Why give up on fusion?

Discussion in 'Science & Society' started by John J. Bannan, Jun 29, 2007.

  1. John J. Bannan Registered Senior Member

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    The U.S. government has pulled funding on fusion research. Why do this considering the tremendous benefits of such technology?
     
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  3. spidergoat Valued Senior Member

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    Their energy policy revolves around oil.
     
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  5. John J. Bannan Registered Senior Member

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    Are any other countries taking on the research?
     
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  7. oreodont I am God Registered Senior Member

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    Not really. the U.S. government has funded research on civilian fusion use for nearly five decades and has spent multiples more than the rest of the world combined. There are no practical results to date.
     
  8. spidergoat Valued Senior Member

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    I believe the French are about to complete a fusion reactor.
     
  9. John J. Bannan Registered Senior Member

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    You mean the French are about to complete a reactor so they can study fusion - not actually produce more energy than they put in?
     
  10. spidergoat Valued Senior Member

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    ITER should produce more power than it consumes. This is expressed in the value of Q, which represents the amount of thermal energy that is generated by the fusion reactions, divided by the amount of external heating. A value of Q smaller than 1 means that more power is needed to heat the plasma than is generated by fusion. JET, presently the largest tokamak in the world, has reached Q=0.65, near the point of "break even" (Q=1). ITER has to be able to produce Q=10, or Q larger then 5 when pulses are stretched towards a steady state. This is done so that, in the "burning plasma", most of the plasma heating comes from the fusion reactions themselves.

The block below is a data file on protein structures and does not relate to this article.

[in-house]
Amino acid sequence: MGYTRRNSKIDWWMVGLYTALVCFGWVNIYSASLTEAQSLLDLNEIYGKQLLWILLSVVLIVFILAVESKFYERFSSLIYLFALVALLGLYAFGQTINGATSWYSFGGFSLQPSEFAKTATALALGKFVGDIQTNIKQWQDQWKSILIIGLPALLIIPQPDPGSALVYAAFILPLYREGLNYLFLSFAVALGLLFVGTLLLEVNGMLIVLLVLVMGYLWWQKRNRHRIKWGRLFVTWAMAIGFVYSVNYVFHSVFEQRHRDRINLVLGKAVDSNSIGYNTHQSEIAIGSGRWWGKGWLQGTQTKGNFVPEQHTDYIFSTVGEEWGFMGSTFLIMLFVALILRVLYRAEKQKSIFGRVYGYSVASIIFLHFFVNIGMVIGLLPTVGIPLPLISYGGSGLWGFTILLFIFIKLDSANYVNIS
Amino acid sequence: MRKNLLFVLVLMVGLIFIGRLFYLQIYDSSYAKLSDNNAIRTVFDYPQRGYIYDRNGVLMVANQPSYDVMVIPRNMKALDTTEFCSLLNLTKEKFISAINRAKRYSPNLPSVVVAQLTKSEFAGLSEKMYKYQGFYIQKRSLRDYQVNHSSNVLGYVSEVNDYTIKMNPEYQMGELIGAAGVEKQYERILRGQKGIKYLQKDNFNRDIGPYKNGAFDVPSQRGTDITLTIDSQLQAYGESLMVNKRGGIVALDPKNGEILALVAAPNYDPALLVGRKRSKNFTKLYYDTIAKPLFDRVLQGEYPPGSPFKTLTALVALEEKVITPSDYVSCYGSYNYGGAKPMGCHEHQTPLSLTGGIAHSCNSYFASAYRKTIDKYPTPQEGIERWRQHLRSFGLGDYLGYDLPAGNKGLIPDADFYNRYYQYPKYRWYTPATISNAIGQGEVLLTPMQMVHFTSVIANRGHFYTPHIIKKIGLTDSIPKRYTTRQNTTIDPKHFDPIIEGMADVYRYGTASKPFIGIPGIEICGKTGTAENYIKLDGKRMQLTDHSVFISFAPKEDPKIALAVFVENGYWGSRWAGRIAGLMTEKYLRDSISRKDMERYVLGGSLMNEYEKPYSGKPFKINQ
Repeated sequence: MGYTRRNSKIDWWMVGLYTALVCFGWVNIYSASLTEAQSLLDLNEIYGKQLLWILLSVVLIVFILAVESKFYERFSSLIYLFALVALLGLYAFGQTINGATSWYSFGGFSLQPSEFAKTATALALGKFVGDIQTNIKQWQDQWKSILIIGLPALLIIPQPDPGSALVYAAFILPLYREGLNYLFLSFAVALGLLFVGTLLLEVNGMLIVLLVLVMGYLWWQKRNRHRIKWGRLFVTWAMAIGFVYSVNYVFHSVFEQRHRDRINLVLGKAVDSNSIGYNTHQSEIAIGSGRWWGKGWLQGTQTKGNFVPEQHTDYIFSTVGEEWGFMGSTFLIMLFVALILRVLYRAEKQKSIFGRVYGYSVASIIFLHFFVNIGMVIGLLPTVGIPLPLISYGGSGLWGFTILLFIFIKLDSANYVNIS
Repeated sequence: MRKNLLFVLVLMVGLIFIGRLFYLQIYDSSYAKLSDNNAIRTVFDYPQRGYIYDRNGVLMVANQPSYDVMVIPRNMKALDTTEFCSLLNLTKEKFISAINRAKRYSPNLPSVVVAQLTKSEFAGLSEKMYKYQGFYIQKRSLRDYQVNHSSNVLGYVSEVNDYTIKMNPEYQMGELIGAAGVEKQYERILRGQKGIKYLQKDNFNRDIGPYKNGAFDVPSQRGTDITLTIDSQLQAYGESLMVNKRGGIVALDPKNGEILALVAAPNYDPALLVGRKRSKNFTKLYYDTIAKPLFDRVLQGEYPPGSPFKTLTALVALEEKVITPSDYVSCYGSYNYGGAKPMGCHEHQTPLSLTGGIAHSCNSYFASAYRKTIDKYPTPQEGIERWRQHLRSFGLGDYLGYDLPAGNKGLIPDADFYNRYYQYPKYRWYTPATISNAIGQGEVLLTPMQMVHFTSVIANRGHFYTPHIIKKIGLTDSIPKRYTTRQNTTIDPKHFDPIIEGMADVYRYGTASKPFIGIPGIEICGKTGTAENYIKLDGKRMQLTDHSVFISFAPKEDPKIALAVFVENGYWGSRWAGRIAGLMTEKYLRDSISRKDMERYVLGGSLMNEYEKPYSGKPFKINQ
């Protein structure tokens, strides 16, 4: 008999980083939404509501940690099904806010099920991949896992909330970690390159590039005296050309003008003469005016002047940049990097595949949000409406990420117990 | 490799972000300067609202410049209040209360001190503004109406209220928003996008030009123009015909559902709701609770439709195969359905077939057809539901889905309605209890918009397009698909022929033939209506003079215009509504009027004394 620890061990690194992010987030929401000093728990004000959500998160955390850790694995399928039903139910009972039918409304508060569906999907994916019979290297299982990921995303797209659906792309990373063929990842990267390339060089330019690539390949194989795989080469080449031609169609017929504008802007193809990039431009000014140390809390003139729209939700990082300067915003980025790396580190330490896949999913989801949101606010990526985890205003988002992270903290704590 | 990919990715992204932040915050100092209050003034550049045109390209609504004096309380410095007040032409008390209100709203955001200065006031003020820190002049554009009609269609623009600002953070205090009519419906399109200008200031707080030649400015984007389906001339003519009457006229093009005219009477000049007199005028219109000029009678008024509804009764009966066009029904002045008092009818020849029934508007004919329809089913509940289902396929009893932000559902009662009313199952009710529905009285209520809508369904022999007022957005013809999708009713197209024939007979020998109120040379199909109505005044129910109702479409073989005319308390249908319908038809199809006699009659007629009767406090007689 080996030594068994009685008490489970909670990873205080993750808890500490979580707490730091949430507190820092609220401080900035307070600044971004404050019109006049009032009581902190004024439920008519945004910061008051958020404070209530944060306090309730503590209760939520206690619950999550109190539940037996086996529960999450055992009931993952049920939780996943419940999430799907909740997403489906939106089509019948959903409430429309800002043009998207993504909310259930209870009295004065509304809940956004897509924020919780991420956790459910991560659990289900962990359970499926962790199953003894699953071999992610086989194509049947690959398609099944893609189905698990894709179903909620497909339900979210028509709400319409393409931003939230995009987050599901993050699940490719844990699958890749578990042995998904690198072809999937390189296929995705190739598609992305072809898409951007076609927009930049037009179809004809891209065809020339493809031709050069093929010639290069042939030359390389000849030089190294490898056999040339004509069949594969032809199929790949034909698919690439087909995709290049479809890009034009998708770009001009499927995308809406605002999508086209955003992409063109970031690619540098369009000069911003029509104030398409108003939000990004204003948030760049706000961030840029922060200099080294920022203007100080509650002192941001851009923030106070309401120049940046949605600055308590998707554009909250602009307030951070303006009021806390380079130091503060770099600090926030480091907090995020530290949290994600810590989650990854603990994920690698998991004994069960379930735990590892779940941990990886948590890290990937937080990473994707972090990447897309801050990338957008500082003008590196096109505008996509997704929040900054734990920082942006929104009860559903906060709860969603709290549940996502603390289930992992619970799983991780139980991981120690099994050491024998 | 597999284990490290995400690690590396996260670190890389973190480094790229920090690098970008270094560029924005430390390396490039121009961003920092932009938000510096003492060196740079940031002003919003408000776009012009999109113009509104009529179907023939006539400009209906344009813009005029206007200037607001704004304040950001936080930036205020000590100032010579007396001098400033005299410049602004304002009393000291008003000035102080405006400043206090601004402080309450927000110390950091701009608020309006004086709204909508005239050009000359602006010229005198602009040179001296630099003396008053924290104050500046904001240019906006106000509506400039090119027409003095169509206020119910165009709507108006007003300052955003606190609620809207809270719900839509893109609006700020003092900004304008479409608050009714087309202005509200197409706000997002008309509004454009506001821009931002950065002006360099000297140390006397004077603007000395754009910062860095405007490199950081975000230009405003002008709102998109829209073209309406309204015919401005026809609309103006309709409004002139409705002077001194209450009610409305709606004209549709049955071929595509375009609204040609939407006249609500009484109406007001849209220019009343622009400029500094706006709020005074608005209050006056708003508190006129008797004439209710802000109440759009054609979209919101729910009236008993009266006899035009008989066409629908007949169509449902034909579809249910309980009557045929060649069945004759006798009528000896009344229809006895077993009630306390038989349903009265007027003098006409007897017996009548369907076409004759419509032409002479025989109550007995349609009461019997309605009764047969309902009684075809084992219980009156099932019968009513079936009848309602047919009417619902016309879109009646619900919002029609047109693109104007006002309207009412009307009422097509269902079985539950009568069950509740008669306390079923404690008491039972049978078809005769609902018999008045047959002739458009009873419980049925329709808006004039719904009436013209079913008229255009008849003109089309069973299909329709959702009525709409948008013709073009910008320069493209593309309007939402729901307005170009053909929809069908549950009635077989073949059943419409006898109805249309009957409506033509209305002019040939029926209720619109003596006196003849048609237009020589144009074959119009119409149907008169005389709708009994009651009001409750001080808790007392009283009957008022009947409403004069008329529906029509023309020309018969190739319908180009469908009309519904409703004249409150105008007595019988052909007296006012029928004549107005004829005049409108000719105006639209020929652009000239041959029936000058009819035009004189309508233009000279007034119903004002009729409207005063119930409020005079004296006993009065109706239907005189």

According to their website, the US is involved with this project as well.
    http://www.iter.org/index.htm
     
  11. psikeyhackr Valued Senior Member

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  12. Xelios We're setting you adrift idiot Registered Senior Member

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    I guess they gotta pay for the war in Iraq somehow

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  13. Nickelodeon Banned Banned

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    They havent pulled out of ITER have they?
     
  14. Nasor Valued Senior Member

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    Yeah, people love to bring up helium-3 on the moon. There's the slight problem that it's much easier to fuse deuterium and tritium or even deuterium and deuterium than to fuse helium-3. And no one has yet been able to actually make a working deuterium/tritium reactor yet. Also, the supply of deuterium in the earth's ocean's is basically limitless. So, by the time we have the technology to build a helium-3 fusion reactor we will probably also have the technology to build deuterium reactors that have unlimited fuel right here on Earth. For some reason these "let's go to the moon to mine helium!" articles always forget to mention that.